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Placing Immigrants in Salt Lake City, 1900

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Placing Immigrants in Salt Lake City, 1900


In 1900, immigration to the United States was at an all-time high and rising. In the midst of the “second wave” of immigration (1883–1914), almost half a million people were arriving at America’s shores each year. That rate of increase doubled in the two decades after 1900. Foreign-born residents made up almost 14 percent of the US population. 1 These new Americans spread all over the country, enriching our cultural and economic geography. Many looked to settle on the remaining frontier lands in the Great Plains and upper Midwest, but most concentrated in cities, especially the entry ports of New York, Boston, and Philadelphia, as well as the industrial cities of the Great Lakes. 2

It is not surprising, therefore, that most studies of the urban geography of immigrants center in the Northeast. The historical narrative has often focused on the tendency of immigrants to segregate and concentrate in ethnic neighborhoods in the major cities of that region. 3 But what was distribution of the immigrant population in other places? Did they congregate in ethnic neighborhoods like those in large cities did?

Salt Lake City at the turn of the twentieth century is an interesting case study for several reasons. First, for a relatively small city compared to New York and Boston, it had a large number of foreign-born residents— about a third of its 60,000 residents. This proportion is less than the 40 percent in major eastern cities like New York, but higher than any city in the West, including even San Francisco at 29 percent. Second, the composition of the immigrant population in Utah was unique. A rapidly growing proportion of the immigrants who arrived in the United States in 1900 were from southern and eastern Europe (especially Italy, Austria-Hungary, Poland, and Russia), joining those who had arrived in the previous wave twenty years earlier, primarily from the United Kingdom and Germany. 4 However, the mix in Salt Lake City, with its continued influx of English immigrants and significant numbers from Denmark, Sweden, Germany, and even Switzerland, was very different from the new trends in the rest of the country. 5 (Table 1 and Figure 2)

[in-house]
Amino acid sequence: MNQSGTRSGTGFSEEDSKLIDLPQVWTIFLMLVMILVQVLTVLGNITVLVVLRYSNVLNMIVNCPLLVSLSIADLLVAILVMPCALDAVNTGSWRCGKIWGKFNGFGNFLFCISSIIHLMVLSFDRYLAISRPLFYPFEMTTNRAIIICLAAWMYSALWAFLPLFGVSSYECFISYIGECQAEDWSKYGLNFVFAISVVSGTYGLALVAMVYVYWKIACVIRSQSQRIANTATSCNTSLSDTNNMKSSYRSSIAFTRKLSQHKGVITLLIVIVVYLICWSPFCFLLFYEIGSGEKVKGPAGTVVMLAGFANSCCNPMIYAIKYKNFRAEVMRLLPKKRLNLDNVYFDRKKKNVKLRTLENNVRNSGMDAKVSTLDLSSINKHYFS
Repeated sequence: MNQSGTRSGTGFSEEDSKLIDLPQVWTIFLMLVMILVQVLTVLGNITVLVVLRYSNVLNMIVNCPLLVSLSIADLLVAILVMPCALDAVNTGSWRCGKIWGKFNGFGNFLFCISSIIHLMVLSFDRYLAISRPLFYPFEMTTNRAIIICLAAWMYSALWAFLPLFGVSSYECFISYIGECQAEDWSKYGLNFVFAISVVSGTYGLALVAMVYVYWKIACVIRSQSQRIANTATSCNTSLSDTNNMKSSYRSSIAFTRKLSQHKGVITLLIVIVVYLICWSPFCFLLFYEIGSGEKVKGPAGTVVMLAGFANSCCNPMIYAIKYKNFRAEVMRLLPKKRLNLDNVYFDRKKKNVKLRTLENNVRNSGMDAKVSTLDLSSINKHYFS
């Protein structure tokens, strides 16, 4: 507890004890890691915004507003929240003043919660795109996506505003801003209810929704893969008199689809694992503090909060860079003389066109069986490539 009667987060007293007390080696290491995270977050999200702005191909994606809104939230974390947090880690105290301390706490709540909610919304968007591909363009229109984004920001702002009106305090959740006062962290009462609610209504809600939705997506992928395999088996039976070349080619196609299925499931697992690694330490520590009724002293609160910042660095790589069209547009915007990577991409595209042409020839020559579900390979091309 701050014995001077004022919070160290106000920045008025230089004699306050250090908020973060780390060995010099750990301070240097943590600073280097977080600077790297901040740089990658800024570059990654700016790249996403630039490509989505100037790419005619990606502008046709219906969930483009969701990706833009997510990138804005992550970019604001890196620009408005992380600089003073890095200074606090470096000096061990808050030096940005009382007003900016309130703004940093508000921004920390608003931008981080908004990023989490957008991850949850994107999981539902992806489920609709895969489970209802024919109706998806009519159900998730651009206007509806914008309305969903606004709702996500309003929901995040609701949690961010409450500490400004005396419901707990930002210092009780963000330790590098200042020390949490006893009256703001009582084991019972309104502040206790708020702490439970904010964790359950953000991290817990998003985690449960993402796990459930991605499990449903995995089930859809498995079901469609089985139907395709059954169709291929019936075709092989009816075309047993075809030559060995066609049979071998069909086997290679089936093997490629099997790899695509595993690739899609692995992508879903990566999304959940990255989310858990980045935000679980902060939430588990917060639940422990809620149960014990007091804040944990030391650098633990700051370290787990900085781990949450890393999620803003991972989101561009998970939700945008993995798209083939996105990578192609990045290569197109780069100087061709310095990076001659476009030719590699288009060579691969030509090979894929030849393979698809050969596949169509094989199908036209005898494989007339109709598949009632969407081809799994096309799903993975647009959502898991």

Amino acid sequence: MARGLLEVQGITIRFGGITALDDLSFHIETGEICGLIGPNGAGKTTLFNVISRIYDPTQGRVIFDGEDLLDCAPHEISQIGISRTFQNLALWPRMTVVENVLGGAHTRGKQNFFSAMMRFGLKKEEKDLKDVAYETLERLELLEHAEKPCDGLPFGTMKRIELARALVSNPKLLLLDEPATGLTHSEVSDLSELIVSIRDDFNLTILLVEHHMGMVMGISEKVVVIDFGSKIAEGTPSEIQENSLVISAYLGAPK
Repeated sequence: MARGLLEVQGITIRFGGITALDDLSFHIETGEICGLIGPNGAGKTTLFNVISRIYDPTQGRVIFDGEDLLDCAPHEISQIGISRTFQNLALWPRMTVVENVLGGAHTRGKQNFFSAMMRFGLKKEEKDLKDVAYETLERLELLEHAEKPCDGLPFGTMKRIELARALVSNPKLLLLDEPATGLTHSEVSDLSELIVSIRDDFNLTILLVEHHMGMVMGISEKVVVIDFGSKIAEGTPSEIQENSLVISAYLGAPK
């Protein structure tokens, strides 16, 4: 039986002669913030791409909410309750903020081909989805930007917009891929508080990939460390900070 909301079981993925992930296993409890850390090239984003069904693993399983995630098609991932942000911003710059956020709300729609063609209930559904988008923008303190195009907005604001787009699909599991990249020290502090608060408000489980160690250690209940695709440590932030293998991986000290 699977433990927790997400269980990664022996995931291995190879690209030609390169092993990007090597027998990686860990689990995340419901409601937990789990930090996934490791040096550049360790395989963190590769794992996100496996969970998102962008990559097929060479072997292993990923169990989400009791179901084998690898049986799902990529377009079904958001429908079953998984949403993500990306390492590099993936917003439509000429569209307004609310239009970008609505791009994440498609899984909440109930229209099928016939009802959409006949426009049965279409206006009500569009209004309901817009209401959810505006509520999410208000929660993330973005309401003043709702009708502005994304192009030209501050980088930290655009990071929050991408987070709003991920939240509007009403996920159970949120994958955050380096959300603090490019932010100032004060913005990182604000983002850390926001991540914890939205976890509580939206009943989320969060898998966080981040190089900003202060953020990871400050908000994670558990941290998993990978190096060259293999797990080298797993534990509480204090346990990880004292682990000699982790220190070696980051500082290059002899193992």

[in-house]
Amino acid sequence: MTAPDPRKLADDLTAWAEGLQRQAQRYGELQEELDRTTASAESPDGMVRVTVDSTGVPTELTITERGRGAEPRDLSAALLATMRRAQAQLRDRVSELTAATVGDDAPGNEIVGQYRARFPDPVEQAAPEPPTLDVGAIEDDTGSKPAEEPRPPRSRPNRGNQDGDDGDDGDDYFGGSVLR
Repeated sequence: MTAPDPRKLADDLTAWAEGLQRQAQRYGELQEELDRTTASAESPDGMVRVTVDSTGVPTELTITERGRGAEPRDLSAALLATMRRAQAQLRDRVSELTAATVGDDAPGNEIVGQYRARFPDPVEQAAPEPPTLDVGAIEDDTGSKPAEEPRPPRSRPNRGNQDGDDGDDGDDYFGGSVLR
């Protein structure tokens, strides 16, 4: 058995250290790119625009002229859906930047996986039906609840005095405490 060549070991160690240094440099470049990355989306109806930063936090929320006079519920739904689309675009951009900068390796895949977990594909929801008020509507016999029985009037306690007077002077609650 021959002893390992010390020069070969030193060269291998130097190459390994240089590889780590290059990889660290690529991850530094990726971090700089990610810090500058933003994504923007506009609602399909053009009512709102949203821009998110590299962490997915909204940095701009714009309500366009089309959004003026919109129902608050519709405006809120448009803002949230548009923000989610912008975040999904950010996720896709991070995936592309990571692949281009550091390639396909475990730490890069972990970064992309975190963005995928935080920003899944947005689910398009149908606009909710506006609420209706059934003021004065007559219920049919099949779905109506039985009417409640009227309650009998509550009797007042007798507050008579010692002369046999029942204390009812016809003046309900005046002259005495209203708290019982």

The history of immigrants in Utah and Salt Lake City has been explored at length. William Mulder and others have documented the lives of Mormon converts in Scandinavia, including their establishment in Salt Lake City and other settlements. 6 Several studies have been done on Germans, including Mormon converts, Jews, and others. 7 Another commonly studied group has been the Chinese, which formed a very unique community in Salt Lake City despite their relatively small numbers. 8 Other works have placed these and other groups in a broader context; notably, Elliott Barkan’s From All Points compares the immigrant communities in Utah to groups in other areas of the American West, while the landmark volume The Peoples of Utah, published in 1976, highlights the common trends of the various ethnic groups in this state, as well as their unique experiences. 9 These and related studies share several broad findings. First, the experiences of immigrants in Utah were heavily influenced (directly and indirectly) by the Church of Jesus Christ of Latter-day Saints, both as an institution and as a community of believers; whether an immigrant was “Mormon” or “Gentile” often had more influence on his or her subsequent life than which country or ethnic group he or she came from. Second, some immigrants made Utah their permanent home, while others came only temporarily.

Figure 1. Percentage of the population born outside the United States, 1900. All maps courtesy of Brandon Plewe.

Figure 1. Percentage of the population born outside the United States, 1900. All maps courtesy of Brandon Plewe.

Figure 2. Percentage of foreign-born residents from Great Britain (England, Wales, Scotland), 1900.

Figure 2. Percentage of foreign-born residents from Great Britain (England, Wales, Scotland), 1900.

Table 1. Proportion of the foreign-born population in 1900

United States - Great Britain 11.2%, Scandinavia 10.8%, Germany 25.5%, Ireland 15.5%, Canada 11.3%, Switzerland 1.1%, South+East Europe 19%, China 1%

Salt Lake County - Great Britain 47.9%, Scandinavia 31.6%, Germany 6.5%, Ireland 3%, Canada 2.7%, Switzerland 2.6%, South+East Europe 1.5%, China 1.3%